4 Healthy Eating Choices You Can Make Now with Chronic Pain, Chronic Fatigue, Fibromyalgia

Nutrition is important for optimal health. What “healthy eating” means exactly varies from person to person. I have been researching food as a gateway to good health recently and while I haven’t settled on a massive lifestyle change such as paleo or plant-based etc I have formulated the below four key healthy eating choices you can start enacting right now.

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four healthy eating habits you can start right now

Here’s the video about it

I still don’t believe in making food a battleground or making massive changes without a lot of preparation, but these things I have managed while nursing with three children five and under and chronic pain and fatigue.

So here are my eating healthy eating changes you can make right now:

  1. Lots of fruit and vegetables.
    I am aiming for eight servings a day with most from a colourful array of vegetables.
    What are my secret weapons? Soups and smoothies. I have used my Nutribullet to make many types of smoothies with a mix of vegetables, fruits, healthy fats and dairy free milk. I also make my dairy free milk using it! You can get your own Nutribullet here, I’m obsessed with mine!

2. Hydration – in the book Quench: Beat Fatigue, Drop Weight, and Heal Your Body Through the New Science of Hydration they suggest many conditions are caused by dehydration. I am aiming for more hydrating drinks and less caffeine.
How? My first drink is water with some lemon. Then I’ll have my coffee with a piece of toast.  At morning tea I have a coffee with fluffy milk and some cinnamon. Then the rest of the day I only drink water.

3. Less grains – there’s a lot of discussion around grain. Having done a gluten-free trial a few years ago I know I am not allergic or intolerant but I am keen to reduce my reliance on grain based carbohydrates. By prioritising vegetables and fruits I have managed to de-prioritize grains. When I have them they are wholegrain and well soaked.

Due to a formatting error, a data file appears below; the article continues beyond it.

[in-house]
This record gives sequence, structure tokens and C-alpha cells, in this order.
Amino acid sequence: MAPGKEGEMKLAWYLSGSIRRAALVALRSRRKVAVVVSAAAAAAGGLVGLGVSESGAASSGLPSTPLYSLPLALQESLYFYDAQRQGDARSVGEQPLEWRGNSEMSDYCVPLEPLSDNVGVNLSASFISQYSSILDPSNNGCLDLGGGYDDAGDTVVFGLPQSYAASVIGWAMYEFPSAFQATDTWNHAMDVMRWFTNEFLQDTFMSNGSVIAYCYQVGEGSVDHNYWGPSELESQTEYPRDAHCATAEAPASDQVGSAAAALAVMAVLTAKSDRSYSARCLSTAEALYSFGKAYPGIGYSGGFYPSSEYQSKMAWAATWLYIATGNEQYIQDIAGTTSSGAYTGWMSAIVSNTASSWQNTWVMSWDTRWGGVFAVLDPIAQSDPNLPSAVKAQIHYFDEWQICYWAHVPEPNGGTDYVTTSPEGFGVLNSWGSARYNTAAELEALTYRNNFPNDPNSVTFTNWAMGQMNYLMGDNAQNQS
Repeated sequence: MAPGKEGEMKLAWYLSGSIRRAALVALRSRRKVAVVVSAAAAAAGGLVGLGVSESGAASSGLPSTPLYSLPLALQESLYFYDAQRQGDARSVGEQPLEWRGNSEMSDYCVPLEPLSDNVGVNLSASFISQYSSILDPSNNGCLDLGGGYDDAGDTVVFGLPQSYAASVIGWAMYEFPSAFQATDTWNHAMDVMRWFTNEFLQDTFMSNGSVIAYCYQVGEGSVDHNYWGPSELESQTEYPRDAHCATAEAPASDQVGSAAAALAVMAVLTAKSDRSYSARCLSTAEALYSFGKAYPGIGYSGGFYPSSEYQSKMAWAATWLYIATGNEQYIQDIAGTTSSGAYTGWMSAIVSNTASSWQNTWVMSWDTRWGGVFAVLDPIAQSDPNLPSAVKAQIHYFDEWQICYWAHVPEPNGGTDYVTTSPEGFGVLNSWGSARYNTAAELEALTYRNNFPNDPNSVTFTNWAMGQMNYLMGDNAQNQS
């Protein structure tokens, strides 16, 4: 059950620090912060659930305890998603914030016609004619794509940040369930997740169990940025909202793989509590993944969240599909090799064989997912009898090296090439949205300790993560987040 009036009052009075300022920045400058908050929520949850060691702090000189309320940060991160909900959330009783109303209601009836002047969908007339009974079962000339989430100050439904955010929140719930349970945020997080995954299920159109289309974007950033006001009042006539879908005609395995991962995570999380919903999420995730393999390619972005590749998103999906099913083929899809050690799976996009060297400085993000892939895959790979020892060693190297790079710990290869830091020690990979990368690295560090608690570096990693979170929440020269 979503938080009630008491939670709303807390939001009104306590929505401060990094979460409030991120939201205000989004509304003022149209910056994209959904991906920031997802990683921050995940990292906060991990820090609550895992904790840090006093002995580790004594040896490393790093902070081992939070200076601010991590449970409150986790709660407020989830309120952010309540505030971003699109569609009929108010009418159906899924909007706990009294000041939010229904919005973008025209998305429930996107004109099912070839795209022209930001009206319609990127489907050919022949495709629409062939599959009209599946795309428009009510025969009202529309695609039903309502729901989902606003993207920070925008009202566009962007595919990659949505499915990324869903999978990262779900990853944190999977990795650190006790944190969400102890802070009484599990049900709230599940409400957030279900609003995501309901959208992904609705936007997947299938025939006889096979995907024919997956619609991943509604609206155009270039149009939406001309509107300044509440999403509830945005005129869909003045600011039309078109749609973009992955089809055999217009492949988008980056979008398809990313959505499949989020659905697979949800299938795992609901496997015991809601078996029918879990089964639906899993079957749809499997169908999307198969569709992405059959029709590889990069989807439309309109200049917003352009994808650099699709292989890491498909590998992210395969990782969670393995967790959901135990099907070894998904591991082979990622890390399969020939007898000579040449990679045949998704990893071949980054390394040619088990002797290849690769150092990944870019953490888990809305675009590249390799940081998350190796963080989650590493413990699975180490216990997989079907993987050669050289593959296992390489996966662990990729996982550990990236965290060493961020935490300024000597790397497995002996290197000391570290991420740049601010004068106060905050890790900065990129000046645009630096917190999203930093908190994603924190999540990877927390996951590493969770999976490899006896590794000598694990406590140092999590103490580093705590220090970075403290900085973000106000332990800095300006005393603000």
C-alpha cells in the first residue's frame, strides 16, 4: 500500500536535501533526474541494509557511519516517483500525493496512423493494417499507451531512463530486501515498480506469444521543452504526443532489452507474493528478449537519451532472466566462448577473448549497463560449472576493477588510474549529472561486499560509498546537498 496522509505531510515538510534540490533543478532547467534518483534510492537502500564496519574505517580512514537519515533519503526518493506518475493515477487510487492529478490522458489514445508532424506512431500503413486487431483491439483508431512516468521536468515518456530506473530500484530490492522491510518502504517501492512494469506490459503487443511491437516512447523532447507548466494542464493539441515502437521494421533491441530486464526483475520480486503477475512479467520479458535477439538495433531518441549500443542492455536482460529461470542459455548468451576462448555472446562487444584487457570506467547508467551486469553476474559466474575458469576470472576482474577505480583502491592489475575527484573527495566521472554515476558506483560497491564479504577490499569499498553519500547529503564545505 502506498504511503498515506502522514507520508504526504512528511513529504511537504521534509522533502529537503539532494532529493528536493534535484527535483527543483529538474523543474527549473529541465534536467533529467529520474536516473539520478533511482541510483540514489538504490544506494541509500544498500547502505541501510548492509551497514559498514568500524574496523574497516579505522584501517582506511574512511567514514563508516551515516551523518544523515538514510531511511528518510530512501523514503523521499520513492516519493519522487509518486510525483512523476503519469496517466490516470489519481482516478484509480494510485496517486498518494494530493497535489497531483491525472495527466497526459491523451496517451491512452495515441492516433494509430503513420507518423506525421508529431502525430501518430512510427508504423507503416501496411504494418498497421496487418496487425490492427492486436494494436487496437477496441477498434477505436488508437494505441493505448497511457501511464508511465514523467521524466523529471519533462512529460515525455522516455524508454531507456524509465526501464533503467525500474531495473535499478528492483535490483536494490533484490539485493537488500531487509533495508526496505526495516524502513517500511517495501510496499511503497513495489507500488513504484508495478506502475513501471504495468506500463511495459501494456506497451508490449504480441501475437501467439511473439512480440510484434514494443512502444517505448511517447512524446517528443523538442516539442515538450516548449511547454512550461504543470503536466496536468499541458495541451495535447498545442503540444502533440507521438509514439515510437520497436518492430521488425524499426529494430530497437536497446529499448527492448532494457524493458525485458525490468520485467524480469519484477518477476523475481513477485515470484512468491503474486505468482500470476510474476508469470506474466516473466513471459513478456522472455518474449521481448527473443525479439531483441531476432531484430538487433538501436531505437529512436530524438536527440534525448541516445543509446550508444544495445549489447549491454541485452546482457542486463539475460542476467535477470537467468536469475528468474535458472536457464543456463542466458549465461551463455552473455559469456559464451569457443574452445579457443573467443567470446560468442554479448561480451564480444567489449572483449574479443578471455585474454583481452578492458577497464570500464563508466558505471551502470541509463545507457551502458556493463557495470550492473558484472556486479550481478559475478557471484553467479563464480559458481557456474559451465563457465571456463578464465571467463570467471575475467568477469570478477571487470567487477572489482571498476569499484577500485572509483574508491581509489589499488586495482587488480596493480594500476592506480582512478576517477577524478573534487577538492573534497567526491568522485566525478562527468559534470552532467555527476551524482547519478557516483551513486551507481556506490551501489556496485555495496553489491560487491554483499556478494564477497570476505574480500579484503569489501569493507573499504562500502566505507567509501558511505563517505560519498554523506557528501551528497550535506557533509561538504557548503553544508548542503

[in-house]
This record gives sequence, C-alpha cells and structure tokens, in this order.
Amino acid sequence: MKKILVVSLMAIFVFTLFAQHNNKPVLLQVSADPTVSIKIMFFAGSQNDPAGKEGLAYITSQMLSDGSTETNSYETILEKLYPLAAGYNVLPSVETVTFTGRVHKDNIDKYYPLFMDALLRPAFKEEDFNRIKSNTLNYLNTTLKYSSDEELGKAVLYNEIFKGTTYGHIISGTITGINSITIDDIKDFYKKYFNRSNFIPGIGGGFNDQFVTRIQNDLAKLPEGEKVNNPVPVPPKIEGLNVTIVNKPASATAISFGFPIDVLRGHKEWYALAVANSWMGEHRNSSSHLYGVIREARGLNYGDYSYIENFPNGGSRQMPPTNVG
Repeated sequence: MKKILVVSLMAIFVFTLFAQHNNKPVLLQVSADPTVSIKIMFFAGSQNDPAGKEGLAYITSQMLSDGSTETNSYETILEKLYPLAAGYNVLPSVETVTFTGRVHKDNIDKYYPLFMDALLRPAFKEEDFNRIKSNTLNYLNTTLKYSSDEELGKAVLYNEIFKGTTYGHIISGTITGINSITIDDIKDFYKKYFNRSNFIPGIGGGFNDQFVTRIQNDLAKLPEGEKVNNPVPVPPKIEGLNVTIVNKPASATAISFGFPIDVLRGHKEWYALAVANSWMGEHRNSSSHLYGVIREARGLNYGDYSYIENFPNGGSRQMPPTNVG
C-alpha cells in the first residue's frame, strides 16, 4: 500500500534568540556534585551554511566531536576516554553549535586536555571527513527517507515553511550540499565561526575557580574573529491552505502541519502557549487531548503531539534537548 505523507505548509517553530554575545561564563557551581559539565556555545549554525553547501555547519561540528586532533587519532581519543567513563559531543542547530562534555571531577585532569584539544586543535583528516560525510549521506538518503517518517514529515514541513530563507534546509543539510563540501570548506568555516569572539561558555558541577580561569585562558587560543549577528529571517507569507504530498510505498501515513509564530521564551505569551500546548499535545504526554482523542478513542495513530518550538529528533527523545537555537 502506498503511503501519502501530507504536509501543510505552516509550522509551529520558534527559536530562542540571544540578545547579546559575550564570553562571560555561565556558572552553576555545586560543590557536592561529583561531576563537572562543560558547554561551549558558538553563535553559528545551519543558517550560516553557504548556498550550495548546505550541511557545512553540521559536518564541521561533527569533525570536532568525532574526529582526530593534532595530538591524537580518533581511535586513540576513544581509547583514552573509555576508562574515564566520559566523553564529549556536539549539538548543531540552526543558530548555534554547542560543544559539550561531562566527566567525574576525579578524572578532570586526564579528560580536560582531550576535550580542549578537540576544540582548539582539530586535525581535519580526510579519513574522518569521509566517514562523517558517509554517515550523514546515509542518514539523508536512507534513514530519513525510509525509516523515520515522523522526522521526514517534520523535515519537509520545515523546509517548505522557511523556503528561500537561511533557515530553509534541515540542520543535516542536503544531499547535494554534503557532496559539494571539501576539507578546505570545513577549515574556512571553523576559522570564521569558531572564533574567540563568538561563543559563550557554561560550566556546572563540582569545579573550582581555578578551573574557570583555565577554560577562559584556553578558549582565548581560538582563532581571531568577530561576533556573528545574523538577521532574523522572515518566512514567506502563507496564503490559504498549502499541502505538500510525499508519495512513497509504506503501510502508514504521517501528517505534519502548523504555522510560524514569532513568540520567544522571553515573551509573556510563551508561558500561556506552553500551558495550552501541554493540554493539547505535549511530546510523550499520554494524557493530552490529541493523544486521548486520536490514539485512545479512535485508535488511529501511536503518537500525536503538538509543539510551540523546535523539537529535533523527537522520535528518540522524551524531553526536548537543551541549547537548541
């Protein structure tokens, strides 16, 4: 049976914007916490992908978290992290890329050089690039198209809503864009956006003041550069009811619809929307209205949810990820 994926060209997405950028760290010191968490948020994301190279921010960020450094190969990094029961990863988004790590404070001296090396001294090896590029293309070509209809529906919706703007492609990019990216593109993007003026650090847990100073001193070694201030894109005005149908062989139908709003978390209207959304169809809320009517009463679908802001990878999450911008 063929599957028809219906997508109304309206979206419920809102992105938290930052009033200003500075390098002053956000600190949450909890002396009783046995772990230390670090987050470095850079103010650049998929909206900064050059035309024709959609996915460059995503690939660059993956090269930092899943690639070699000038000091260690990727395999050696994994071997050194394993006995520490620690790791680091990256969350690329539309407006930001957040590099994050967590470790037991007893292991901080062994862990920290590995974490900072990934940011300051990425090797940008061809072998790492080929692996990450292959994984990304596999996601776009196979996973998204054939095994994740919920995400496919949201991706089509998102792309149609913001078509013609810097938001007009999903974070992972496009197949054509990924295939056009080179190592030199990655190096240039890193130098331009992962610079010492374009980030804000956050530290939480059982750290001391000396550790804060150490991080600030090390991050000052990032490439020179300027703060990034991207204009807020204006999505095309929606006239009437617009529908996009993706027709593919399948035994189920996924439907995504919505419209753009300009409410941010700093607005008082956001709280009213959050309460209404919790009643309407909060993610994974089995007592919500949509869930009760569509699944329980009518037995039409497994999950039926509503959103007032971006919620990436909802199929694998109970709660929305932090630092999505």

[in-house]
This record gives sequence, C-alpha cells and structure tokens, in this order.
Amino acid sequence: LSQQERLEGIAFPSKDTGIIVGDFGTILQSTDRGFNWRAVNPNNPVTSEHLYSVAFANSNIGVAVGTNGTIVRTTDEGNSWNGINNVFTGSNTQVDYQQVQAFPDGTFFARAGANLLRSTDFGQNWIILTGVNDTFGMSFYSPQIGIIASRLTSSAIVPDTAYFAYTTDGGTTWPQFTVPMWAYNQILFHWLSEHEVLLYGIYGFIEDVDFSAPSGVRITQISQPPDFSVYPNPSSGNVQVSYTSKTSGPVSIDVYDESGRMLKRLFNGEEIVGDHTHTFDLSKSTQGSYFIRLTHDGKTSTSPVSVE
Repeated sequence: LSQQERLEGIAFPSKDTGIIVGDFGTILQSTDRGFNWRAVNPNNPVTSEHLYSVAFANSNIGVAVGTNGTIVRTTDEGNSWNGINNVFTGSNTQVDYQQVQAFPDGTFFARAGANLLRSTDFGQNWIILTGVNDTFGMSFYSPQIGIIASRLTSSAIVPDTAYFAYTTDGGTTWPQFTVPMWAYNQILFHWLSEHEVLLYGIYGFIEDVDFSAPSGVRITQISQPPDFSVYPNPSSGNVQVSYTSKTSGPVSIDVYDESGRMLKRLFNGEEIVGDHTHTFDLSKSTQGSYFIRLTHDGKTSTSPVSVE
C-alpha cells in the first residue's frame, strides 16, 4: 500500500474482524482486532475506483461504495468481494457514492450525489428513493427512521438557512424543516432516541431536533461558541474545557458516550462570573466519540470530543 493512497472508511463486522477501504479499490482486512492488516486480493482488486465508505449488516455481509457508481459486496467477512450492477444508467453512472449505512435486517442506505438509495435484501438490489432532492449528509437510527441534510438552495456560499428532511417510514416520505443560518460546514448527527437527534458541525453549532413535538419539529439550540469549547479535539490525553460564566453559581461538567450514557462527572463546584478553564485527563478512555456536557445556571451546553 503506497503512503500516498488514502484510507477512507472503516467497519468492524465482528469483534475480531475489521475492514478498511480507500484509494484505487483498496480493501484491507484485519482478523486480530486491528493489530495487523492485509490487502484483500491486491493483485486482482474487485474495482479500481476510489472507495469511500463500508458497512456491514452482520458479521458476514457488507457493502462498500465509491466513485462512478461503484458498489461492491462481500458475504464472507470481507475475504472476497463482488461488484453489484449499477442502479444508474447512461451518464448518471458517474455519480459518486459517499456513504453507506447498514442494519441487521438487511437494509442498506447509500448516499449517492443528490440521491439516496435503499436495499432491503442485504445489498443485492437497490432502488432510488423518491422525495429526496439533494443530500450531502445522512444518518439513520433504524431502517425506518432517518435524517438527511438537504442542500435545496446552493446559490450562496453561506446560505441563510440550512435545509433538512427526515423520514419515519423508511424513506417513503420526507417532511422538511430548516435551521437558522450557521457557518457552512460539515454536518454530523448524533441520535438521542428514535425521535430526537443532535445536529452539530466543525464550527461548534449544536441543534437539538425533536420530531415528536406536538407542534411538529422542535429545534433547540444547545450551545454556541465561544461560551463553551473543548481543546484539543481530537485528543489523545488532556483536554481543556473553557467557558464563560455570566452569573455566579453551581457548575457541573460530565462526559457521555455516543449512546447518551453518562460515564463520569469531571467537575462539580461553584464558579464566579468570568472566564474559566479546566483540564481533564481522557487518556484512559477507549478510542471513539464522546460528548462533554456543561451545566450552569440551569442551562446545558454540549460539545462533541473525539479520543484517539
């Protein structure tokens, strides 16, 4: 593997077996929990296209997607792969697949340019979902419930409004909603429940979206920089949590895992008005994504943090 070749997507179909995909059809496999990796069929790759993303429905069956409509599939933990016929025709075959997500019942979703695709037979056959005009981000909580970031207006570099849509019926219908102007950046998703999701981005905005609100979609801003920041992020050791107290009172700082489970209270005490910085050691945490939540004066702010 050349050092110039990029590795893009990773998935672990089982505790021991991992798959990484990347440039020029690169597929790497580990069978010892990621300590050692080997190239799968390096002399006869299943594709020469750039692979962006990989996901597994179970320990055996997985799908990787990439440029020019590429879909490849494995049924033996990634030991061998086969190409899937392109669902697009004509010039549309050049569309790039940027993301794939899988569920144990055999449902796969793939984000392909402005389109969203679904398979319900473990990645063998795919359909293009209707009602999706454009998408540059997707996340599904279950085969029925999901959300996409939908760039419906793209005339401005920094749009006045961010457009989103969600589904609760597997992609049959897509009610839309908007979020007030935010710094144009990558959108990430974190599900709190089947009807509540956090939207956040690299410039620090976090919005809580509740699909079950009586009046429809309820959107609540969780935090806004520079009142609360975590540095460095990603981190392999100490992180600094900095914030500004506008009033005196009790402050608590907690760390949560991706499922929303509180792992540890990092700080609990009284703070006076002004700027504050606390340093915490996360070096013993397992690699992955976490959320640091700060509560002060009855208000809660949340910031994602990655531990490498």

4. Avoid what you are intolerant to
If you suspect something doesn’t agree with you, avoid it for 30 days then add back in. Eliminating lactose has helped me a lot. If you suspect there are many issues in your diet and these four things are not helping then you might consider doing the Whole30 elimination diet or a similar idea. They remove the most common intolerances and then you add them back in one at a time to challenge them. This way you can eat what works for you.

Checking your intolerances

You can also check for intolerances with testing. IntoleranceLab provides Food Sensitivity Testing and is a quick start way to identify your intolerances. You just send them a sample of your hair. I have not used this lab personally because I am in New Zealand, but I have done intolerance testing using my hair and it was surprising what came up. I vaguely knew at the time that dairy was not good for me and that bananas were difficult to tolerate – and my test confirmed it. Simple!

So these are my four tips you can work on right now. I am actually finding subtle benefit from my changes. I am less bloated and uncomfortable and I am noticing that I am experiencing less reactive hypoglycemia (physical reaction to hunger such as dizziness and being hangry.) I am also able to eat slightly less often than I used to, which is a relief as I am over figuring out what to eat all the time!

What would your tips be? What have you worked on and found made a difference?


Want some help with your journey?

Come and join the conversation at Melissa (you) vs Chronic Pain, Chronic Fatigue, Fibromyalgia Facebook group.

Three Good Things August 17 2015

I’m a member of a Fibromyalgia support and information group on Facebook with an amazing administrator. She introduced me to the concept of Three Good Things.

This concept has really inspired me. On days when I’m past exhausted and in a lot of pain and can’t see beyond that, I force myself to write my Three Good Things in my diary. 97882024561081

This week I want to share Three Good Things as a kind of round up:

1. I’ve settled into the routine of my new job with the baby and conquered the week of my husband’s nightshift. I’ve been exhausted, but I’ve done it!